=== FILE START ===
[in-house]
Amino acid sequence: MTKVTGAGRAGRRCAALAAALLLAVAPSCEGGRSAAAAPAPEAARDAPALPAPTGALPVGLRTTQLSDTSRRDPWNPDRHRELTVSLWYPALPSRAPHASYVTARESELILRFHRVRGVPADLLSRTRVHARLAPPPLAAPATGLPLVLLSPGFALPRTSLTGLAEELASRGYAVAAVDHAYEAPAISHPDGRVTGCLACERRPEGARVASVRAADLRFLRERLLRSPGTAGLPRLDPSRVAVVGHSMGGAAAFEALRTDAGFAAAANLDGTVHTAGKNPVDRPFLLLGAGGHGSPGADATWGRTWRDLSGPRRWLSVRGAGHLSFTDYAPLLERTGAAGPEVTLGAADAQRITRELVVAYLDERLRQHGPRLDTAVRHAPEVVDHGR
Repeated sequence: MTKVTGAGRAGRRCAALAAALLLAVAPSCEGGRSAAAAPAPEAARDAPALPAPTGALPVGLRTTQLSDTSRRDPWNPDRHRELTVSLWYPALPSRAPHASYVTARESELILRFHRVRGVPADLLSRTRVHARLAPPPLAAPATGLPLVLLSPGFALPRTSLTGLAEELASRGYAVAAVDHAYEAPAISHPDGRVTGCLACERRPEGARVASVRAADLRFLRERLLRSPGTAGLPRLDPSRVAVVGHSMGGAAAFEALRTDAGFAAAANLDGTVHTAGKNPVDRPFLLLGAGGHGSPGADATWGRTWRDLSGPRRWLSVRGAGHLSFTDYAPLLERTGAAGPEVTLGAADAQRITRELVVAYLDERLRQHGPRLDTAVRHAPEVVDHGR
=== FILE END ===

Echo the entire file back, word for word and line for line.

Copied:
[in-house]
Amino acid sequence: MTKVTGAGRAGRRCAALAAALLLAVAPSCEGGRSAAAAPAPEAARDAPALPAPTGALPVGLRTTQLSDTSRRDPWNPDRHRELTVSLWYPALPSRAPHASYVTARESELILRFHRVRGVPADLLSRTRVHARLAPPPLAAPATGLPLVLLSPGFALPRTSLTGLAEELASRGYAVAAVDHAYEAPAISHPDGRVTGCLACERRPEGARVASVRAADLRFLRERLLRSPGTAGLPRLDPSRVAVVGHSMGGAAAFEALRTDAGFAAAANLDGTVHTAGKNPVDRPFLLLGAGGHGSPGADATWGRTWRDLSGPRRWLSVRGAGHLSFTDYAPLLERTGAAGPEVTLGAADAQRITRELVVAYLDERLRQHGPRLDTAVRHAPEVVDHGR
Repeated sequence: MTKVTGAGRAGRRCAALAAALLLAVAPSCEGGRSAAAAPAPEAARDAPALPAPTGALPVGLRTTQLSDTSRRDPWNPDRHRELTVSLWYPALPSRAPHASYVTARESELILRFHRVRGVPADLLSRTRVHARLAPPPLAAPATGLPLVLLSPGFALPRTSLTGLAEELASRGYAVAAVDHAYEAPAISHPDGRVTGCLACERRPEGARVASVRAADLRFLRERLLRSPGTAGLPRLDPSRVAVVGHSMGGAAAFEALRTDAGFAAAANLDGTVHTAGKNPVDRPFLLLGAGGHGSPGADATWGRTWRDLSGPRRWLSVRGAGHLSFTDYAPLLERTGAAGPEVTLGAADAQRITRELVVAYLDERLRQHGPRLDTAVRHAPEVVDHGR